In October 2009, Oren declined an invitation to attend a conference hosted by J Street, a left-leaning Israel advocacy group, which has been critical of the Israel government's foreign policy and relations with the Palestinians.[14] He continued his criticism after the conference, calling J Street "a unique problem in that it not only opposes one policy of one Israeli government, it opposes all policies of all Israeli governments. It's significantly out of the mainstream."[15] However, the two have since come to a more congenial understanding, with Oren stating that "J Street has now come and supported Congressman [Howard] Berman's Iran sanction bill; it has condemned the Goldstone Report; it has denounced the British court's decision to try Tzipi Livni for war crimes, which puts J Street much more into the mainstream."[16]

On February 8, 2010, Oren spoke at the University of California Irvine. During his speech Oren was interrupted by 11 protesters who shouted, "Michael Oren, propagating murder is not an expression of free speech,"[17] and "How many Palestinians did you kill?"[18] The outburst and subsequent arrest of the protesters sparked controversy over whether the protesters were exercising free speech, as they claimed they were, or whether it was a suppression of free speech (i.e. of the right of Oren and his audience to a free exchange of ideas), as university officials claimed.[19] On September 23, 2011, a jury convicted 10 Muslim UC Irvine students of disrupting Oren's February 2010 speech. The students were sentenced to 56 hours of community service and three years of informal probation, which could be lessened to one year if the community service is completed by the end of January 2012. [20]

Following the Gaza flotilla raid in May 2010, Oren wrote an op-ed in The New York Times, "An Assault, Cloaked in Peace", in which he accused the organizers of the flotilla of attempting to "create a provocation" in order to "put international pressure on Israel to drop the Gaza embargo". He further made the claim that the Mavi Marmara was "a vessel too large to be neutralized by technical means".[21]


Political commentary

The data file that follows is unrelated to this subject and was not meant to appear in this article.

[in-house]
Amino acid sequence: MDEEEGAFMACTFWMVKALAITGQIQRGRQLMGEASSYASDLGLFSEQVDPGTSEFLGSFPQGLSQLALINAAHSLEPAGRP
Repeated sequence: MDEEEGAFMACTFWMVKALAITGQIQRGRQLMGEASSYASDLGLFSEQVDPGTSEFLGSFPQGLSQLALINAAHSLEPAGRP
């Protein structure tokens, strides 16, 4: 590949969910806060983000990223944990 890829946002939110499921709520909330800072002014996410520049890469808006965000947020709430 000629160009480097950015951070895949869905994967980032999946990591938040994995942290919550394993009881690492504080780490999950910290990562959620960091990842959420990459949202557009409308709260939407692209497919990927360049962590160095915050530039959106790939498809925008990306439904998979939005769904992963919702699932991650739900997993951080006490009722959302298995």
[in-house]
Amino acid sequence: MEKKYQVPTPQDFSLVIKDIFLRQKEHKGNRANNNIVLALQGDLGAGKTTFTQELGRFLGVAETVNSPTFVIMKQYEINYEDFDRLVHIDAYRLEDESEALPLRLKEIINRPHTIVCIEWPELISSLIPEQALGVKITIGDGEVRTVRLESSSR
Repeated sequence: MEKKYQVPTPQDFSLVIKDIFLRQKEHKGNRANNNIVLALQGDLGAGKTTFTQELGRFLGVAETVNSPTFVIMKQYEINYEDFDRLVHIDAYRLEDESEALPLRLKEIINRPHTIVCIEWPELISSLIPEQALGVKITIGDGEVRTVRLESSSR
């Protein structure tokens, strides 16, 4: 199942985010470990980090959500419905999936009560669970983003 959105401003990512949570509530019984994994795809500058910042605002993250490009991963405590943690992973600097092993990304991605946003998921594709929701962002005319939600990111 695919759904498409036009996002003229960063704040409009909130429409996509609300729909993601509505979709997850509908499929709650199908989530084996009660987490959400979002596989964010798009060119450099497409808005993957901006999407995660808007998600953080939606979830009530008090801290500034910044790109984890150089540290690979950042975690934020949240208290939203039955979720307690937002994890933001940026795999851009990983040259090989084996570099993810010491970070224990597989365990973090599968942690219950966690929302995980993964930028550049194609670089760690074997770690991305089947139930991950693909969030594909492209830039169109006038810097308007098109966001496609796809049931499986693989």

Oren has written many articles commenting on current political issues. He is a frequent contributor to The New Republic.[22]

Middle East history

Power, Faith and Fantasy, a history of American involvement in the Middle East, was published by Norton and quickly became a New York Times bestseller. Power, Faith and Fantasy earned positive reviews from Newsweek, The Washington Post, The New York Times Book Review, the San Francisco Chronicle, and the Willamette Week.[23][24][25][26][27]

Oren's Six Days of War is an historical account of the events of the Six-Day War between Israel and its Arab neighbors. The book was widely praised by critics and won the Los Angeles Times Book Prize for History. It spent seven weeks on the New York Times bestseller list.[28] The New York Times Book Review wrote positively of Six Days of War,[29] as did the Washington Post, which called it "not only the best book so far written on the Six Day War, it is likely to remain the best."[30]


Oren ventured into fiction. His book Reunion was published in 2004. According to Publishers Weekly, it tells of how "[f]ive decades after an unforgettable winter at Saint-Vith in Belgium's Ardennes Forest, the surviving members of the 133rd Infantry Battalion receive invitations out of the blue to an on-site reunion. None of the men, despite age and its array of related obstacles, believes that it's an offer he can refuse. And in every case, the invitation opens a Pandora's box of guilty memories and recriminations. Oren captures the rhythms of these melancholy reveries with nicely observed portraits of lives nearing completion."[citation needed]